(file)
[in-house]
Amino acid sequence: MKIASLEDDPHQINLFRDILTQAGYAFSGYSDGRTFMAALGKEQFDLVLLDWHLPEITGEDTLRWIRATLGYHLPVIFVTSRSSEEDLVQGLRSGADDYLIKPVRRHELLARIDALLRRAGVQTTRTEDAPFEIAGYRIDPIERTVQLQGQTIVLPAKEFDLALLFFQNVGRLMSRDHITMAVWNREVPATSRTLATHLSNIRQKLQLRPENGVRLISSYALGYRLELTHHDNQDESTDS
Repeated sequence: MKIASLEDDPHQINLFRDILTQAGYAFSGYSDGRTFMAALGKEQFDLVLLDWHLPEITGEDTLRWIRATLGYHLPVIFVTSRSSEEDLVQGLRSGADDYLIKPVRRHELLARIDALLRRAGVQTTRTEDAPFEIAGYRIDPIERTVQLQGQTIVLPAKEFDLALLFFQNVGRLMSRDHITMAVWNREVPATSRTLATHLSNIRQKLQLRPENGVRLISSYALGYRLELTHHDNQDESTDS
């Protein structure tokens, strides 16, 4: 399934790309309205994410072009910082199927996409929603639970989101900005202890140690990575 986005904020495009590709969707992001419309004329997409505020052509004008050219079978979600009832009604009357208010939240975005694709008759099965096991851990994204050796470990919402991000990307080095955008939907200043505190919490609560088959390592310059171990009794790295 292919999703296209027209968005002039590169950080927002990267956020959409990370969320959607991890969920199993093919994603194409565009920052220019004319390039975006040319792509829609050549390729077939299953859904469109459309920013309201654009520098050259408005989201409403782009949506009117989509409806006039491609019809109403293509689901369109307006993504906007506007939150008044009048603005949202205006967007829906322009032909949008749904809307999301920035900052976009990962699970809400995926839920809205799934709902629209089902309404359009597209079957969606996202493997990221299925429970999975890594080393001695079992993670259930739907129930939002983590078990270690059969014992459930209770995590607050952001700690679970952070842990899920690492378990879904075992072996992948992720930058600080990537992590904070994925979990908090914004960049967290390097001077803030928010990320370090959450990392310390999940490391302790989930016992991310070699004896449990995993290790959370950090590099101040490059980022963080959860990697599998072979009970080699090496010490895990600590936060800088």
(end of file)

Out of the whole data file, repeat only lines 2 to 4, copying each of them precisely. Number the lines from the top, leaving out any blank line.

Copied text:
Amino acid sequence: MKIASLEDDPHQINLFRDILTQAGYAFSGYSDGRTFMAALGKEQFDLVLLDWHLPEITGEDTLRWIRATLGYHLPVIFVTSRSSEEDLVQGLRSGADDYLIKPVRRHELLARIDALLRRAGVQTTRTEDAPFEIAGYRIDPIERTVQLQGQTIVLPAKEFDLALLFFQNVGRLMSRDHITMAVWNREVPATSRTLATHLSNIRQKLQLRPENGVRLISSYALGYRLELTHHDNQDESTDS
Repeated sequence: MKIASLEDDPHQINLFRDILTQAGYAFSGYSDGRTFMAALGKEQFDLVLLDWHLPEITGEDTLRWIRATLGYHLPVIFVTSRSSEEDLVQGLRSGADDYLIKPVRRHELLARIDALLRRAGVQTTRTEDAPFEIAGYRIDPIERTVQLQGQTIVLPAKEFDLALLFFQNVGRLMSRDHITMAVWNREVPATSRTLATHLSNIRQKLQLRPENGVRLISSYALGYRLELTHHDNQDESTDS
């Protein structure tokens, strides 16, 4: 399934790309309205994410072009910082199927996409929603639970989101900005202890140690990575 986005904020495009590709969707992001419309004329997409505020052509004008050219079978979600009832009604009357208010939240975005694709008759099965096991851990994204050796470990919402991000990307080095955008939907200043505190919490609560088959390592310059171990009794790295 292919999703296209027209968005002039590169950080927002990267956020959409990370969320959607991890969920199993093919994603194409565009920052220019004319390039975006040319792509829609050549390729077939299953859904469109459309920013309201654009520098050259408005989201409403782009949506009117989509409806006039491609019809109403293509689901369109307006993504906007506007939150008044009048603005949202205006967007829906322009032909949008749904809307999301920035900052976009990962699970809400995926839920809205799934709902629209089902309404359009597209079957969606996202493997990221299925429970999975890594080393001695079992993670259930739907129930939002983590078990270690059969014992459930209770995590607050952001700690679970952070842990899920690492378990879904075992072996992948992720930058600080990537992590904070994925979990908090914004960049967290390097001077803030928010990320370090959450990392310390999940490391302790989930016992991310070699004896449990995993290790959370950090590099101040490059980022963080959860990697599998072979009970080699090496010490895990600590936060800088």